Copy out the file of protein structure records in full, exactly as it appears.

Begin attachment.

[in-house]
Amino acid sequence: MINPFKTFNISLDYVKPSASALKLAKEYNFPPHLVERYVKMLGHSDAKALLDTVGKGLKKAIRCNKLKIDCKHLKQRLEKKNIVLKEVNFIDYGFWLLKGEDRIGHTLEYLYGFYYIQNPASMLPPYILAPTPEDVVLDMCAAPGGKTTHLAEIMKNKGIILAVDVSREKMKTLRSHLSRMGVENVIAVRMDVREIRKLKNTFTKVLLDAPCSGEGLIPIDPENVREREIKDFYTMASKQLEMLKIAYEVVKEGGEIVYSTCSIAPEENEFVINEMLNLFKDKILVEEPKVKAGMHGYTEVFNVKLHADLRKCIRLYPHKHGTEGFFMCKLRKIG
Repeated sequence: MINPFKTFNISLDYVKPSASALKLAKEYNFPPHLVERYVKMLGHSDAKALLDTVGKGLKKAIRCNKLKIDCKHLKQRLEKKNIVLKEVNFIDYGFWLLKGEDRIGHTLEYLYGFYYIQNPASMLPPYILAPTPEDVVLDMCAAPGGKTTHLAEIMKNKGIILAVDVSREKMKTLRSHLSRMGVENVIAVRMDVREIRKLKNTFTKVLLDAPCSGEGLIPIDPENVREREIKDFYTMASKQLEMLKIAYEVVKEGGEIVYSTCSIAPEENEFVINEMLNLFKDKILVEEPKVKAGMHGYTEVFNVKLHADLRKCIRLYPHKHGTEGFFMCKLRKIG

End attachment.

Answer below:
[in-house]
Amino acid sequence: MINPFKTFNISLDYVKPSASALKLAKEYNFPPHLVERYVKMLGHSDAKALLDTVGKGLKKAIRCNKLKIDCKHLKQRLEKKNIVLKEVNFIDYGFWLLKGEDRIGHTLEYLYGFYYIQNPASMLPPYILAPTPEDVVLDMCAAPGGKTTHLAEIMKNKGIILAVDVSREKMKTLRSHLSRMGVENVIAVRMDVREIRKLKNTFTKVLLDAPCSGEGLIPIDPENVREREIKDFYTMASKQLEMLKIAYEVVKEGGEIVYSTCSIAPEENEFVINEMLNLFKDKILVEEPKVKAGMHGYTEVFNVKLHADLRKCIRLYPHKHGTEGFFMCKLRKIG
Repeated sequence: MINPFKTFNISLDYVKPSASALKLAKEYNFPPHLVERYVKMLGHSDAKALLDTVGKGLKKAIRCNKLKIDCKHLKQRLEKKNIVLKEVNFIDYGFWLLKGEDRIGHTLEYLYGFYYIQNPASMLPPYILAPTPEDVVLDMCAAPGGKTTHLAEIMKNKGIILAVDVSREKMKTLRSHLSRMGVENVIAVRMDVREIRKLKNTFTKVLLDAPCSGEGLIPIDPENVREREIKDFYTMASKQLEMLKIAYEVVKEGGEIVYSTCSIAPEENEFVINEMLNLFKDKILVEEPKVKAGMHGYTEVFNVKLHADLRKCIRLYPHKHGTEGFFMCKLRKIG